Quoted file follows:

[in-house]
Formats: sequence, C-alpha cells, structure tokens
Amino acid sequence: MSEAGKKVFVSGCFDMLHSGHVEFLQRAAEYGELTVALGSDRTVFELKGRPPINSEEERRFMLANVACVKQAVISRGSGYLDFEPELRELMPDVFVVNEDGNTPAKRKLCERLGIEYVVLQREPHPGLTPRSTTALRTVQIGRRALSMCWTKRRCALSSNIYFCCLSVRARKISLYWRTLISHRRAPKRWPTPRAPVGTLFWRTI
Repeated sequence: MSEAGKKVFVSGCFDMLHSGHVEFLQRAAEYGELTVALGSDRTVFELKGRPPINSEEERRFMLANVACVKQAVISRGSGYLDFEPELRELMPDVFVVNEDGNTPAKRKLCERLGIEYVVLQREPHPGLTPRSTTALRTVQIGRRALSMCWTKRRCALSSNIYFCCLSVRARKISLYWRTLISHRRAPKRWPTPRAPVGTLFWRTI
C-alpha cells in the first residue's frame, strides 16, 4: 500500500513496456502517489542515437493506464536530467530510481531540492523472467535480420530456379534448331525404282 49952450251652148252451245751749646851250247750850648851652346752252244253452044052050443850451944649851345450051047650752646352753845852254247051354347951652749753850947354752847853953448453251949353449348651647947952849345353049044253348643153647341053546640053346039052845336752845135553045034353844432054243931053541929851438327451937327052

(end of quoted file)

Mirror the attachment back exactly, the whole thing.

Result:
[in-house]
Formats: sequence, C-alpha cells, structure tokens
Amino acid sequence: MSEAGKKVFVSGCFDMLHSGHVEFLQRAAEYGELTVALGSDRTVFELKGRPPINSEEERRFMLANVACVKQAVISRGSGYLDFEPELRELMPDVFVVNEDGNTPAKRKLCERLGIEYVVLQREPHPGLTPRSTTALRTVQIGRRALSMCWTKRRCALSSNIYFCCLSVRARKISLYWRTLISHRRAPKRWPTPRAPVGTLFWRTI
Repeated sequence: MSEAGKKVFVSGCFDMLHSGHVEFLQRAAEYGELTVALGSDRTVFELKGRPPINSEEERRFMLANVACVKQAVISRGSGYLDFEPELRELMPDVFVVNEDGNTPAKRKLCERLGIEYVVLQREPHPGLTPRSTTALRTVQIGRRALSMCWTKRRCALSSNIYFCCLSVRARKISLYWRTLISHRRAPKRWPTPRAPVGTLFWRTI
C-alpha cells in the first residue's frame, strides 16, 4: 500500500513496456502517489542515437493506464536530467530510481531540492523472467535480420530456379534448331525404282 49952450251652148252451245751749646851250247750850648851652346752252244253452044052050443850451944649851345450051047650752646352753845852254247051354347951652749753850947354752847853953448453251949353449348651647947952849345353049044253348643153647341053546640053346039052845336752845135553045034353844432054243931053541929851438327451937327052